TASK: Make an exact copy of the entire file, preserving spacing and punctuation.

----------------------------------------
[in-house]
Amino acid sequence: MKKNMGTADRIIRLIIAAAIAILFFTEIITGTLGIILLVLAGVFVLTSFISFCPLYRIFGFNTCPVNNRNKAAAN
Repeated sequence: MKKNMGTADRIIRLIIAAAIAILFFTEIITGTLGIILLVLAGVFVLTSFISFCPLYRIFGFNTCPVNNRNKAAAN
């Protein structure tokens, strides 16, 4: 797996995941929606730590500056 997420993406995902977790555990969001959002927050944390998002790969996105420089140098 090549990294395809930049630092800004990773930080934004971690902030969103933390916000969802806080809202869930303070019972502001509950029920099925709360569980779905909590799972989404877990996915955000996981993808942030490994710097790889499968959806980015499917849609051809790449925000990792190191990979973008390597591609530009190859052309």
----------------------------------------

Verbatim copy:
[in-house]
Amino acid sequence: MKKNMGTADRIIRLIIAAAIAILFFTEIITGTLGIILLVLAGVFVLTSFISFCPLYRIFGFNTCPVNNRNKAAAN
Repeated sequence: MKKNMGTADRIIRLIIAAAIAILFFTEIITGTLGIILLVLAGVFVLTSFISFCPLYRIFGFNTCPVNNRNKAAAN
């Protein structure tokens, strides 16, 4: 797996995941929606730590500056 997420993406995902977790555990969001959002927050944390998002790969996105420089140098 090549990294395809930049630092800004990773930080934004971690902030969103933390916000969802806080809202869930303070019972502001509950029920099925709360569980779905909590799972989404877990996915955000996981993808942030490994710097790889499968959806980015499917849609051809790449925000990792190191990979973008390597591609530009190859052309």